I’m sure that considering my audience the answer to this question is probably a resounding, “NO!” from the majority of you, however the question is currently being reviewed in California courts right now. I’ll be honest, as someone that lives in an apartment in California I also would prefer that this new bill doesn’t go through, but after looking into it more and more I’ve started to change my tune. While protecting the rights of cannabis consumers is incredibly important to me, especially for those people that are patients, I’m starting to think that this bill is fairly reasonable. Hopefully by the end of this article you’ll come to see it that way too.
The proposed bill isn’t so much of an attack on medical marijuana patients as it is a way to protect the rights and health of families that might be living in very close proximities. California already has laws in place that give a landlord the right to evict someone for smoking tobacco inside of their apartments and this bill looks to clarify that should include marijuana as well. We all know that secondhand tobacco smoke is a major health hazard, not to mention borderline disgusting, but it is getting harder to deny that secondhand cannabis smoke isn’t much better for your health. A recent study in California indicated that secondhand cannabis smoke can cause cardiovascular effects similar to secondhand tobacco smoke. There was a notable drop in blood vessel function in the study’s participants. Whether or not that is entirely true is still up for debate, but it is hard to deny that non smokers and children could easily be bothered by the smell of too many joints in one day. I already go outside to smoke as a courtesy, but when the weather is as consistent as it is in LA, I guess that’s a convenience I have that others might not. The bill is actually fairly reasonable because it still permits tenants to consume edibles or capsules within their residence.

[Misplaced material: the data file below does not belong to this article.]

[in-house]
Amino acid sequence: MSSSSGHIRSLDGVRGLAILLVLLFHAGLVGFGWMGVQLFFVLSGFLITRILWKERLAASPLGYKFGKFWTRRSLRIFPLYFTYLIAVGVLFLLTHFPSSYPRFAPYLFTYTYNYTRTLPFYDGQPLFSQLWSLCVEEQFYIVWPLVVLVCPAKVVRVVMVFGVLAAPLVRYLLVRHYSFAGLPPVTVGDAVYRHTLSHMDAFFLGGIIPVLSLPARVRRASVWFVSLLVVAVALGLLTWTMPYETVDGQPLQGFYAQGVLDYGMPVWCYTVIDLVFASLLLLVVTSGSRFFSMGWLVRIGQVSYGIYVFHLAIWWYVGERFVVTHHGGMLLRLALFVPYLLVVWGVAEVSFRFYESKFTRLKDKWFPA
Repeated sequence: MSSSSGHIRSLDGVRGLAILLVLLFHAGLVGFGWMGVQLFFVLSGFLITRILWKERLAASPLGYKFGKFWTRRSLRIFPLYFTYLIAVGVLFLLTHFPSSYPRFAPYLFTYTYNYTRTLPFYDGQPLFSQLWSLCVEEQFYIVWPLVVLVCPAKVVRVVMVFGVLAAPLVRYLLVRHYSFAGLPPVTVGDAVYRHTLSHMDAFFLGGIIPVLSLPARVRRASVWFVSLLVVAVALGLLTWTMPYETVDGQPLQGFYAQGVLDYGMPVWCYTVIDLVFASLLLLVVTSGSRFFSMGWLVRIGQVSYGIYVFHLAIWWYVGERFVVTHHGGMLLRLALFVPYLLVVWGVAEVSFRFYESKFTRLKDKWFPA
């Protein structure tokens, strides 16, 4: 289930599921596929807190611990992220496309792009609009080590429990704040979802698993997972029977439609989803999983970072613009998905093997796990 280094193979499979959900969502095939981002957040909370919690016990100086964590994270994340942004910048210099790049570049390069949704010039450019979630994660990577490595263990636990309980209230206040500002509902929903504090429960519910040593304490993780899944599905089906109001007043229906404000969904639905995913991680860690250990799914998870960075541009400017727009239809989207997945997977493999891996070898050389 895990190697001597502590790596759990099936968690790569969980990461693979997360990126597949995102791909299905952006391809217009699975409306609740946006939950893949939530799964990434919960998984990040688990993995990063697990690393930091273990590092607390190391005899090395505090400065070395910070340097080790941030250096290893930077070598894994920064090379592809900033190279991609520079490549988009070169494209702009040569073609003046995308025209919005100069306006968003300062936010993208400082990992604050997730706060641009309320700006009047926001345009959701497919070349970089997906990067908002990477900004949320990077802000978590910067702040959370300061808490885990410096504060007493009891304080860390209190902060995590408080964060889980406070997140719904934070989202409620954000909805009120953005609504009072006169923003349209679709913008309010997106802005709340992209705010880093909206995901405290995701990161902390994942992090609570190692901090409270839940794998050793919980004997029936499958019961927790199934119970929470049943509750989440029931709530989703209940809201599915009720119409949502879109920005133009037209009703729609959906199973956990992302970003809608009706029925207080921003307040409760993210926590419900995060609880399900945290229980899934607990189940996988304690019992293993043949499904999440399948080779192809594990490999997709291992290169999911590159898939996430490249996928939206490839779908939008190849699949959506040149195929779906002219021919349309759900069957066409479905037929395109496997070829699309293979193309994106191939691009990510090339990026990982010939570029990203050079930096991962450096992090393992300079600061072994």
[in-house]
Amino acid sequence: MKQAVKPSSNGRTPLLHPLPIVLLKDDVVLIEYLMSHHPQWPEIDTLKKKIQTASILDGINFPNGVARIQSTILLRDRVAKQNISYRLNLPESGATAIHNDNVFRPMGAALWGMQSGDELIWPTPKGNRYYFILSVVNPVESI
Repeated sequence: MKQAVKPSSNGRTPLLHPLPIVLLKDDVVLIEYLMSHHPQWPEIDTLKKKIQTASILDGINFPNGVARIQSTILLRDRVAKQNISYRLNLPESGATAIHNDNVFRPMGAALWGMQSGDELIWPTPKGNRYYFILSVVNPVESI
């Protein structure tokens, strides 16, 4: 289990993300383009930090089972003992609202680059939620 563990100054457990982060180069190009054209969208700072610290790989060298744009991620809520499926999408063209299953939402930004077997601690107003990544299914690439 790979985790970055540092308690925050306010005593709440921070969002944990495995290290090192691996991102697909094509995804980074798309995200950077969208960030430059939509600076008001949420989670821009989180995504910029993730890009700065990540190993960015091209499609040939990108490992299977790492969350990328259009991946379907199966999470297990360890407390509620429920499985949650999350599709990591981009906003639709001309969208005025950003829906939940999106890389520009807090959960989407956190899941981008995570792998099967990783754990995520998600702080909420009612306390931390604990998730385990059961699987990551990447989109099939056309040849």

Many medical marijuana advocacy groups in the state seem to agree that the demands aren’t too unreasonable as well, because most are remaining neutral on the subject. The one addition to the bill that they hope to include is the exception of vaporizers that have not shown to have the same negative secondhand effects. Admittedly while I smoke outside, I still dab in my apartment and would hope that the lawmakers could recognize the big distinction between the two. In many ways landlords already have this right, but this bill would cement it into law. With the way things are looking, I think we can expect it to be codified very soon.